Palermo has been called the “city of a thousand faces”. Very few cities on the planet have witnessed a past as varied as that of Palermo. Today, it’s an exciting coastal destination with multiple UNESCO World Heritage Sites that has something for every kind of tourist. Let’s find out the absolute must-sees in this amazing Sicilian city.
A Brief History
It is believed that the first people to settle in the area were the Sicani who probably came from the Iberian Peninsula in 8,000 BC. There are cave drawings in Addaura on Palermo’s Mt. Pellegrino that prove this theory. In antiquity, it was the Phoenicians who settled here in 734 BC calling their city Ziz. This period was quickly followed by the Greeks and Romans and later, the Arabs, Normans, and Spanish. As you will see, all of these cultures greatly influenced Palermo’s architecture, cuisine, culture, and language.
Let’s begin with the Cathedral. This is a massive building that, not surprisingly, has quite a story to tell. In the year 1185 AD, it was built on an existing Christian church (dating to 600 AD), then was converted into a mosque during Arab rule, then reconverted by the Normans back into a Christian church in 1072. Its architecture is a complete mixture of styles and cultures with influences of Catalan-Gothic, Baroque, Arab, and Norman. The remains of Federico II, Ruggero II, and the patron saint of Palermo (Saint Rosalia) are all here.
The Royal Palace, or the Norman Palace
The Royal Palace, also known as the Norman Palace, along with its Palatine Chapel is one of the most popular attractions in the city. This is the oldest royal residence in all of Europe! It was constructed in the 9th century by the Arab ruler at the time but it was the Normans who completely transformed it and expanded it and also built the Palatine Chapel. During Spanish rule, additions were also made, and since 1946, it has been the seat of the Sicilian Assembly. The Palatine Chapel is classic Byzantine architecture but holds some of the most beautiful mosaics in all of Sicily, if not all of Italy, dating to the 12th century.
San Giovanni degli Eremiti (St. John of the Hermits)
Near the Norman Palace, you won’t be able to miss the massive complex of St. John of the Hermits. It was probably originally constructed in the 6th century, although most of what we see today dates to the Norman era of the 12th century. It was entrusted to the Benedictine monks and is known for its characteristic, Arab-like, red domes.
Church of San Cataldo
Built in 1154 in Arab-Norman architectural style which is unique to Sicily. The altar as well as the mosaics are completely original. The mosaics are thought to be older than those in the Palatine Chapel. It was proclaimed a World Heritage Site in 2015.
This may not be a destination for everyone, but for those that are adventurous and a bit morbid, it should be at the top of the list. The catacombs are actually called the Capuchin Catacombs because it was this order of monks that began mummifying their friars when they ran out of burial space in the 16th century. Initially, the space was only intended for the monks, but over time, being mummified here became somewhat of a status symbol. The last “burials” were in the 1920s. There are over 8,000 corpses lining the walls here.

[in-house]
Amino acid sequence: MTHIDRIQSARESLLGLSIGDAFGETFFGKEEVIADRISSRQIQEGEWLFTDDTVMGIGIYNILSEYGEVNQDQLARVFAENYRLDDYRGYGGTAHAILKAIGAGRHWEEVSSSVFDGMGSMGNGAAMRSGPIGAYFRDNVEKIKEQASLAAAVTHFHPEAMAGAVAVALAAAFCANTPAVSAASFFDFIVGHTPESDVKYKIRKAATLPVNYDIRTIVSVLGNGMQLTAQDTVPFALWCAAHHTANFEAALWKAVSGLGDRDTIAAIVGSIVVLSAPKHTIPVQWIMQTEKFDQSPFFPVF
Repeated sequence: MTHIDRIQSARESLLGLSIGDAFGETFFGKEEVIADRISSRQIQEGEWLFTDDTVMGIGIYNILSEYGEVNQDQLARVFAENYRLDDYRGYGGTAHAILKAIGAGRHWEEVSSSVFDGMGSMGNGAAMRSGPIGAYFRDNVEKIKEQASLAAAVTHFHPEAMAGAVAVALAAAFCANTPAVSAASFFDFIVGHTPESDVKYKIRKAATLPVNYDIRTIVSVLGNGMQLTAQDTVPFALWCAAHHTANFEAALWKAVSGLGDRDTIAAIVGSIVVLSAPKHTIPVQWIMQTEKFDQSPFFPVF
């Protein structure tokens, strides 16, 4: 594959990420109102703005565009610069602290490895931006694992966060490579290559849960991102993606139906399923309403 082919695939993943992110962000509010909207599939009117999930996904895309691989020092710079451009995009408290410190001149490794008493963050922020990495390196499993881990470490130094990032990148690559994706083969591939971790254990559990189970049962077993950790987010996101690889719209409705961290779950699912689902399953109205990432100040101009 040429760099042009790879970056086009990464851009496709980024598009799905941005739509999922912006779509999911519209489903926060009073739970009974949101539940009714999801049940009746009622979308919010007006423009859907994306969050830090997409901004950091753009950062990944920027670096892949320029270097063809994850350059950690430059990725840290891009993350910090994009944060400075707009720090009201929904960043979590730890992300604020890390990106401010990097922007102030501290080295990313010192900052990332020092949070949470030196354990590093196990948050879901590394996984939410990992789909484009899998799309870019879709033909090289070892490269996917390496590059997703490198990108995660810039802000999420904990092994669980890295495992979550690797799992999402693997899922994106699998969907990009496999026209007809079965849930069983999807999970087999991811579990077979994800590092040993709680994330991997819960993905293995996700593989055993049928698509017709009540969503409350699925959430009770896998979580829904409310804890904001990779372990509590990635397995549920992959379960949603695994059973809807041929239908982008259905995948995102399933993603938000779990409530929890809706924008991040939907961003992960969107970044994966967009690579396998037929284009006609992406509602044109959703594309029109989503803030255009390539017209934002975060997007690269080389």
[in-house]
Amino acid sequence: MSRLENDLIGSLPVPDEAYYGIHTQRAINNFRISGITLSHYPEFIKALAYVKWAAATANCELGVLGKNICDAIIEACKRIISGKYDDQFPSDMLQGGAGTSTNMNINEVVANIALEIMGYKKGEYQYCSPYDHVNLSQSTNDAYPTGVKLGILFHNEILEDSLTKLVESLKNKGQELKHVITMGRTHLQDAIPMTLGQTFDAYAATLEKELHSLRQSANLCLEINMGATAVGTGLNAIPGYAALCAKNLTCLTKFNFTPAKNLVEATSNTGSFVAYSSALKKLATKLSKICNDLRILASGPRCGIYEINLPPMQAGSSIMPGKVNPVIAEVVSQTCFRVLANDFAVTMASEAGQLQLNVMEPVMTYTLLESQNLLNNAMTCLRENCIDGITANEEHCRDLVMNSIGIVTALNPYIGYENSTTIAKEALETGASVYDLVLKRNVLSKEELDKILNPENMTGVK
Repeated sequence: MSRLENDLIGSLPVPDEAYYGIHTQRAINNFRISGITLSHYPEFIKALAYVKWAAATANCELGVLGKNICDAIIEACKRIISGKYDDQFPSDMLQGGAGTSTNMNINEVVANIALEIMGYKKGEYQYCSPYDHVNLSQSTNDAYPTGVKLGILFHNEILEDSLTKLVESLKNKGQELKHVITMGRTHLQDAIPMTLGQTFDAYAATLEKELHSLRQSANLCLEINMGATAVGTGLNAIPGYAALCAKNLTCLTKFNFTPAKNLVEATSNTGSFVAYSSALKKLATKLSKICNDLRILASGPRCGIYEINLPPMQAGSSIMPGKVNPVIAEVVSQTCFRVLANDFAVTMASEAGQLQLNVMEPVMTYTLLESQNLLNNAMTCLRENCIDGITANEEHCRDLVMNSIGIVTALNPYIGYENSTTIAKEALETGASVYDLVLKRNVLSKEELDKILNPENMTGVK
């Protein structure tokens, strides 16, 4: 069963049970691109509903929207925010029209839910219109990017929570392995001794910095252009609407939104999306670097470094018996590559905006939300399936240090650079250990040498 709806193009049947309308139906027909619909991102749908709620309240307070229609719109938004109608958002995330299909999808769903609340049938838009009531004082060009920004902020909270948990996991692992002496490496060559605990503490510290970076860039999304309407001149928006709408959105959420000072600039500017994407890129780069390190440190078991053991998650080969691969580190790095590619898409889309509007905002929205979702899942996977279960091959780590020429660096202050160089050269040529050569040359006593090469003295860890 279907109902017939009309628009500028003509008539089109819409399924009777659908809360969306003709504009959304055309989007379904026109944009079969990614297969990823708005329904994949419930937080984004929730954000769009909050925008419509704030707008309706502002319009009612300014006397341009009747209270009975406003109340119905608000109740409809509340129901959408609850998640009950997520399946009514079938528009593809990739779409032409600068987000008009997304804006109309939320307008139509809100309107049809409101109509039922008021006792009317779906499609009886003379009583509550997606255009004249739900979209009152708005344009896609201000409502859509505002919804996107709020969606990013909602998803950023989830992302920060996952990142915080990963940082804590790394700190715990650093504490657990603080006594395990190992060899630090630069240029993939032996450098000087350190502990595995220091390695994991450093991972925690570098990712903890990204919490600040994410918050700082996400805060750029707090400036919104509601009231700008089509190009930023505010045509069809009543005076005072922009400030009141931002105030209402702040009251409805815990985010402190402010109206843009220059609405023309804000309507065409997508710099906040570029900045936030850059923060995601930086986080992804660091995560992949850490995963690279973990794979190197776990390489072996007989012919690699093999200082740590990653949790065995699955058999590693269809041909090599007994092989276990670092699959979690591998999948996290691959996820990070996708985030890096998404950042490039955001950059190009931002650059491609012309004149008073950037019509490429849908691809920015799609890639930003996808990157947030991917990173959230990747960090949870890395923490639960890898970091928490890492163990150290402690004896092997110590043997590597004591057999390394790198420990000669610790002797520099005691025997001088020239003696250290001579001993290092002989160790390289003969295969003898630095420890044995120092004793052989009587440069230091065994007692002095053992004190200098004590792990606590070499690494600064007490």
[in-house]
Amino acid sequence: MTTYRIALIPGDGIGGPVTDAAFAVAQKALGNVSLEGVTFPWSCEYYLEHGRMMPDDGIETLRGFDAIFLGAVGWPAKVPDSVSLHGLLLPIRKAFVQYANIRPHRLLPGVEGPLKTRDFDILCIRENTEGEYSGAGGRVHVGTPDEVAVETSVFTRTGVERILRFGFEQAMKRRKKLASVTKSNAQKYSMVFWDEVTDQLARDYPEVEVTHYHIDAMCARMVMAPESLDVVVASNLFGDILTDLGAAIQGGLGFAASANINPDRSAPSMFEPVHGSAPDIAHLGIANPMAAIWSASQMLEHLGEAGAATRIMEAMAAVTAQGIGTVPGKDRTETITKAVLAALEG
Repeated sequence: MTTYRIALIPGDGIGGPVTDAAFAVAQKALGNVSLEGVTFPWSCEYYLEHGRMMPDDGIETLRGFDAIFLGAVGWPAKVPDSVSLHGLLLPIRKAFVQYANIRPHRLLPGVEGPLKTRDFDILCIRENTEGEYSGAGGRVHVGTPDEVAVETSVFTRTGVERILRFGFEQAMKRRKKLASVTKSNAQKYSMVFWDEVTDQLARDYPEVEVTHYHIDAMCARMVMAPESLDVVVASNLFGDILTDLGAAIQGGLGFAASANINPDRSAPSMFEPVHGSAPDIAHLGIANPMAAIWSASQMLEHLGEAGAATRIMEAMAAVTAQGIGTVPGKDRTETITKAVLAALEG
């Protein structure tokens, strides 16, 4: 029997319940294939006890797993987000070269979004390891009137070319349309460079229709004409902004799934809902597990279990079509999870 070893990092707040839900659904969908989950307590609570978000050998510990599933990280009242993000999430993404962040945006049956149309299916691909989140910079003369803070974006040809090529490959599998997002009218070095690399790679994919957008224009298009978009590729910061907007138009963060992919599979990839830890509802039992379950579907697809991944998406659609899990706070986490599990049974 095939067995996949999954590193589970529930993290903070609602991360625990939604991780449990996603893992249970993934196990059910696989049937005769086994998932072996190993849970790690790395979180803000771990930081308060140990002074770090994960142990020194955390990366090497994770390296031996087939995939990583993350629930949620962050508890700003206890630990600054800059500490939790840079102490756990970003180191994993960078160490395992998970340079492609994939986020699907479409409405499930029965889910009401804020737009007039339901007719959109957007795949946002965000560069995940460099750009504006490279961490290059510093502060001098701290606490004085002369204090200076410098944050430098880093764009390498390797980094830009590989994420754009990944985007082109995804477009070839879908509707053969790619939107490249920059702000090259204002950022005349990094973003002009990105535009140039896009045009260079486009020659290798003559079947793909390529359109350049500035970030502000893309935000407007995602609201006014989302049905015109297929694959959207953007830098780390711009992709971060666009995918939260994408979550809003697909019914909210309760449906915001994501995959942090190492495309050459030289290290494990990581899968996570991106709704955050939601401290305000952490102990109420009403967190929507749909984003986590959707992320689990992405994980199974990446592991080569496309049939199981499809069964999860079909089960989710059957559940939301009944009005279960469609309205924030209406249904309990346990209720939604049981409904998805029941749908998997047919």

As expected, there are almost too many fabulous museums and historic residences to count in Palermo, but if you must limit it to two, they would be the Antonio Salinas Archaeological Museum and the Casa Museo Stanza al Genio.
The archaeological museum is one of the finest in all of Italy, holding treasures of Punic and Greek art. Collections include underwater treasures from as early as the Phoenician period and artifacts from the sites of Selinunte, Himera, Agrigento, and others.
If you love majolica art, then Casa Museo is for you! Opened in 2008, this unique museum holds the largest collection of Neopolitan and Sicilian majolica in all of Europe.
The Pretoria Fountain
Everything in Palermo seems to be of epic proportions and the famous Pretoria Fountain is no exception. This masterpiece is located in Piazza Pretoria and surrounded by Palazzo Pretorio (City Hall) and the churches of San Giuseppe dei Teatini and Santa Caterina. It dates to 1581 and Giorgio Vasari is said to have called it “stupendous” and we couldn’t agree more.
No article about Sicily would be complete without a section about its food. Palermo happens to be one of the food (especially street food) and wine capitals of Italy with its diversified cuisine influenced by hundreds, if not thousands of years, of cultures.
Some dishes to try that you won’t find anywhere else in Italy are arancina (a fried ball of dough filled with meat sauce, peas, and rice); a panino con le panelle (a chickpea fritter on a sesame bun); pane con la milza (a veal spleen sandwich); sfincione (almost like a pizza with tomato sauce, onion, caciocavallo cheese, anchovies, and olive oil).
As for the desserts, the numero uno, cannoli. These deep-fried, ricotta-filled pastries have become famous the world over. Another specialty is cassata which is like tasting Palermo’s history all wrapped up into one delicious bite. The Arabs brought cane sugar, almonds, and oranges and the Spanish brought the chocolate to which the Sicilians added the ricotta cheese.